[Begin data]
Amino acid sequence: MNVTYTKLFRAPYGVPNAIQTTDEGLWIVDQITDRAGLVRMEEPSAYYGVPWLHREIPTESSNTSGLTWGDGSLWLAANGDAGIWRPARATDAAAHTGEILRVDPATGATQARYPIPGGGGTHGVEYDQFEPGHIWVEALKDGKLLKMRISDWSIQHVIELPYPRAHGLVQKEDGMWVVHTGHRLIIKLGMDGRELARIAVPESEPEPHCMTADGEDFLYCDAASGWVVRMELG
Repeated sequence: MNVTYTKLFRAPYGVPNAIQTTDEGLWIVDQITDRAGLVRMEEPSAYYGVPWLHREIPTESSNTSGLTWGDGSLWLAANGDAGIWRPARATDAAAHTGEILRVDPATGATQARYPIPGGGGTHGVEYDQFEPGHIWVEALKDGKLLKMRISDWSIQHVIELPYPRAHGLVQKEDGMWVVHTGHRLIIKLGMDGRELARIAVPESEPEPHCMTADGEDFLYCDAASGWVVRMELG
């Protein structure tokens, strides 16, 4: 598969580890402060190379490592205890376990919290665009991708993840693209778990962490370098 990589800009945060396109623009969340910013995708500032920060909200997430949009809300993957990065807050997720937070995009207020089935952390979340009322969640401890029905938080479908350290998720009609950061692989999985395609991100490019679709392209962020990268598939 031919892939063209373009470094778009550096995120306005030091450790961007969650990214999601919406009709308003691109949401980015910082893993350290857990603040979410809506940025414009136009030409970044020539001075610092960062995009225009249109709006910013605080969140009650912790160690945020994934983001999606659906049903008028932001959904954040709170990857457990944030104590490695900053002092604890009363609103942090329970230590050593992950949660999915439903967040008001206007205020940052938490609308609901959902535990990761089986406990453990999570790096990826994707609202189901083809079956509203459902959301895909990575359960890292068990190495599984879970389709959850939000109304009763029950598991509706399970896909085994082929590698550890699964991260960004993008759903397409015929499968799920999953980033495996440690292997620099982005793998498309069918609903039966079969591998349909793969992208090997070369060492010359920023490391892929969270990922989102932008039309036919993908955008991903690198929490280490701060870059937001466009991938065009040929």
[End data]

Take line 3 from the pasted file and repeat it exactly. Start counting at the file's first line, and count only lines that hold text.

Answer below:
């Protein structure tokens, strides 16, 4: 598969580890402060190379490592205890376990919290665009991708993840693209778990962490370098 990589800009945060396109623009969340910013995708500032920060909200997430949009809300993957990065807050997720937070995009207020089935952390979340009322969640401890029905938080479908350290998720009609950061692989999985395609991100490019679709392209962020990268598939 031919892939063209373009470094778009550096995120306005030091450790961007969650990214999601919406009709308003691109949401980015910082893993350290857990603040979410809506940025414009136009030409970044020539001075610092960062995009225009249109709006910013605080969140009650912790160690945020994934983001999606659906049903008028932001959904954040709170990857457990944030104590490695900053002092604890009363609103942090329970230590050593992950949660999915439903967040008001206007205020940052938490609308609901959902535990990761089986406990453990999570790096990826994707609202189901083809079956509203459902959301895909990575359960890292068990190495599984879970389709959850939000109304009763029950598991509706399970896909085994082929590698550890699964991260960004993008759903397409015929499968799920999953980033495996440690292997620099982005793998498309069918609903039966079969591998349909793969992208090997070369060492010359920023490391892929969270990922989102932008039309036919993908955008991903690198929490280490701060870059937001466009991938065009040929």